NCAN at SXSWedu, Day One

March 10, 2015

Bill DeBaun, Program Analyst

Hello from South by Southwest Education (SXSWedu)! This four day festival/conference/get-together takes place annually in Austin, Texas and brings together individuals from across the education industry to meet, mingle, debate, and discuss critical issues in our field. I’m fortunate enough to be able to attend on NCAN’s behalf this year, and I want to share some of the lessons learned from the sessions that I attend. Look for my dispatches every day this week. If you have any questions you want me to explore, be sure to let me know on Twitter at either @2collegenetwork or @billdebaun.

My SXSWedu panel experience started off this afternoon with a topic near and dear to NCAN’s heart: “Student Success 101.” The panelists, who were from the University of Texas-Austin, discussed the groundbreaking predictive analytics and student supports that have been geared at (and largely successful for) minority and first-generation students. (More here via the New York Times). Some of the interventions offered by UT include boot camps for skills in which students are particularly weak, small learning communities of typically around 17 to 30 students, and communities specifically for transfer students. All of these interventions are data-driven and intensely analytical, but the aim is ultimately that “everyone graduates.”  When students are targeted for these interventions, they receive messages that reinforce a growth mindset and encourage student engagement as well as the idea that students really do belong on the UT campus.The extent to which UT is willing to share the student-facing early warning system portal with other campuses was unclear, but I hope that other campuses are taking notes. While this kind of intervention does indeed require a reform of a campus’s practices and philosophy, it seems worthwhile given the retention outcomes UT is achieving.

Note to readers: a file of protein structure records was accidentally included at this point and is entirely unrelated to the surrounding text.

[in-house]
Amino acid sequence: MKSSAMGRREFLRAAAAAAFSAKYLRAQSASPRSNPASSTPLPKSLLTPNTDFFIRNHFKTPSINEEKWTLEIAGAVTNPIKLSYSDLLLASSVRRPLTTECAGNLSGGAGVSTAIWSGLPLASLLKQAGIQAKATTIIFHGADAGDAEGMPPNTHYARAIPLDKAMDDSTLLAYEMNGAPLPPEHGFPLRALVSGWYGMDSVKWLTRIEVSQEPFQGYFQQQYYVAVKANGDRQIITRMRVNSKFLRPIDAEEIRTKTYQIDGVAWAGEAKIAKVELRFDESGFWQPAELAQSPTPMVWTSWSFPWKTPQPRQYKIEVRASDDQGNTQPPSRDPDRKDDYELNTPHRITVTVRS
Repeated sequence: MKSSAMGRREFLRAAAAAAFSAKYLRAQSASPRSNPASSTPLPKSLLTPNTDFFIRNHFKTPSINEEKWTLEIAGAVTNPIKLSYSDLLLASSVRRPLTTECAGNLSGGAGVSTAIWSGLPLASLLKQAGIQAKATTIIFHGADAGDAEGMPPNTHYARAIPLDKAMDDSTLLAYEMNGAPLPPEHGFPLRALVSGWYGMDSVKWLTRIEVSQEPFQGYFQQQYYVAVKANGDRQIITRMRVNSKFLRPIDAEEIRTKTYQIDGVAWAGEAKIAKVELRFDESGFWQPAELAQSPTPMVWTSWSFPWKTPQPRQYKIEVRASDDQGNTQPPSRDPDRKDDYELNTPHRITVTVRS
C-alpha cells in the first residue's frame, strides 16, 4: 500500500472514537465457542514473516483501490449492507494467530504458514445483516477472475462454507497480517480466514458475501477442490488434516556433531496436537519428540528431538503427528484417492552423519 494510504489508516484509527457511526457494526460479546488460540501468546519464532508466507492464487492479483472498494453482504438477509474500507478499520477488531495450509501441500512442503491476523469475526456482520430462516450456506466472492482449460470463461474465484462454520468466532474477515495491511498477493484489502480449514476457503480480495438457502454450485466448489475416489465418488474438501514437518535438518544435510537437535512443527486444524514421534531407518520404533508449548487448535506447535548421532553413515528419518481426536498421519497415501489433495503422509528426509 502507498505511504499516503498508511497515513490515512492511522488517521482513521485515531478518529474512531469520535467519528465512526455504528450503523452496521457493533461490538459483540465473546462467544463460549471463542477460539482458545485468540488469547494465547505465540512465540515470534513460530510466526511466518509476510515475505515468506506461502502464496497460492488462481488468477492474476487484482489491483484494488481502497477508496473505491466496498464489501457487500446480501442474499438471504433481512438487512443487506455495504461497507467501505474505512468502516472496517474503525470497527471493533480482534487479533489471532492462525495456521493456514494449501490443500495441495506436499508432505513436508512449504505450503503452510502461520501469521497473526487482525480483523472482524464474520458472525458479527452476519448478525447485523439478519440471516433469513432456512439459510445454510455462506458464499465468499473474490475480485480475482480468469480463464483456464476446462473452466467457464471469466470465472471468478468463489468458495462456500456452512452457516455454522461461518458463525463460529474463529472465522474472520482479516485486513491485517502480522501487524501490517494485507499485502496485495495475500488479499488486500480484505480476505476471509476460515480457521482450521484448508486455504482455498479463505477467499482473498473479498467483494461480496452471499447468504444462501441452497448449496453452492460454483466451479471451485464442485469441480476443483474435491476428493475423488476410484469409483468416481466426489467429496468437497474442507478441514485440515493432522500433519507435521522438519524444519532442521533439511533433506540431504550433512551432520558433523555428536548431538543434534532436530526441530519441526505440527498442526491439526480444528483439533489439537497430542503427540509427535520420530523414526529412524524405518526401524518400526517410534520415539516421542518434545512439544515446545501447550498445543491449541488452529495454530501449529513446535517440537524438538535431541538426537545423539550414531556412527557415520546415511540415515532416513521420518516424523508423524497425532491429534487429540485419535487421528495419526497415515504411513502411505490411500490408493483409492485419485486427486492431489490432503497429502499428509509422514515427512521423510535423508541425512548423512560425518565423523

There is definitely a concentration on data privacy issues here at SXSWedu this year. Many of the panels revolve around questions of how to make student data more safe from misuse and whether education technology and reform interests are using “big data” too much. In a session yesterday about “disrupting the disruption in higher education,” panelists tried to make the case that #edtech innovations are more interested in profit-making than real learning. This argument struck me as painting with too broad a brush. The use of data in and of itself should not be demonized, instead we should be considering to what ends that data is used. True, to “really know” an individual student, having a conversation with them building that relationship is important. But that isn’t feasible for large numbers of students; data provides a way for us to look for patterns and interventions that can help large numbers of students. The battle between big data and interpersonal relationships is one that is not going to go away, nor will it be settled here. At least in this session, panelists were pushing back strongly on the idea of what they see as reducing students to numbers and quantifying them rather than understanding them as people.